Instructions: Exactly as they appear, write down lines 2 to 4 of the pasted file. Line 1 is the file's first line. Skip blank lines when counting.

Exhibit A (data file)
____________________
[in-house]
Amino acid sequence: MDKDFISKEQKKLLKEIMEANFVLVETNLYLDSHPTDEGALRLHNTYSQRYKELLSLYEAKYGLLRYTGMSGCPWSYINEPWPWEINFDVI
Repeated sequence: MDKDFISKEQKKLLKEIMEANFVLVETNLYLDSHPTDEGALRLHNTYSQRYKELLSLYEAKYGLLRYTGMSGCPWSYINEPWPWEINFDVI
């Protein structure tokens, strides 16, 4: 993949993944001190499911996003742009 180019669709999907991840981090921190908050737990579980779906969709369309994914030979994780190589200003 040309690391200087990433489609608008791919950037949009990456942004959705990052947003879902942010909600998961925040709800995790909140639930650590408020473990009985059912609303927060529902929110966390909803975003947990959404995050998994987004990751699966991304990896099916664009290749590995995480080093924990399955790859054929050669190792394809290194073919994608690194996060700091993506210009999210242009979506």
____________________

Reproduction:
Amino acid sequence: MDKDFISKEQKKLLKEIMEANFVLVETNLYLDSHPTDEGALRLHNTYSQRYKELLSLYEAKYGLLRYTGMSGCPWSYINEPWPWEINFDVI
Repeated sequence: MDKDFISKEQKKLLKEIMEANFVLVETNLYLDSHPTDEGALRLHNTYSQRYKELLSLYEAKYGLLRYTGMSGCPWSYINEPWPWEINFDVI
């Protein structure tokens, strides 16, 4: 993949993944001190499911996003742009 180019669709999907991840981090921190908050737990579980779906969709369309994914030979994780190589200003 040309690391200087990433489609608008791919950037949009990456942004959705990052947003879902942010909600998961925040709800995790909140639930650590408020473990009985059912609303927060529902929110966390909803975003947990959404995050998994987004990751699966991304990896099916664009290749590995995480080093924990399955790859054929050669190792394809290194073919994608690194996060700091993506210009999210242009979506």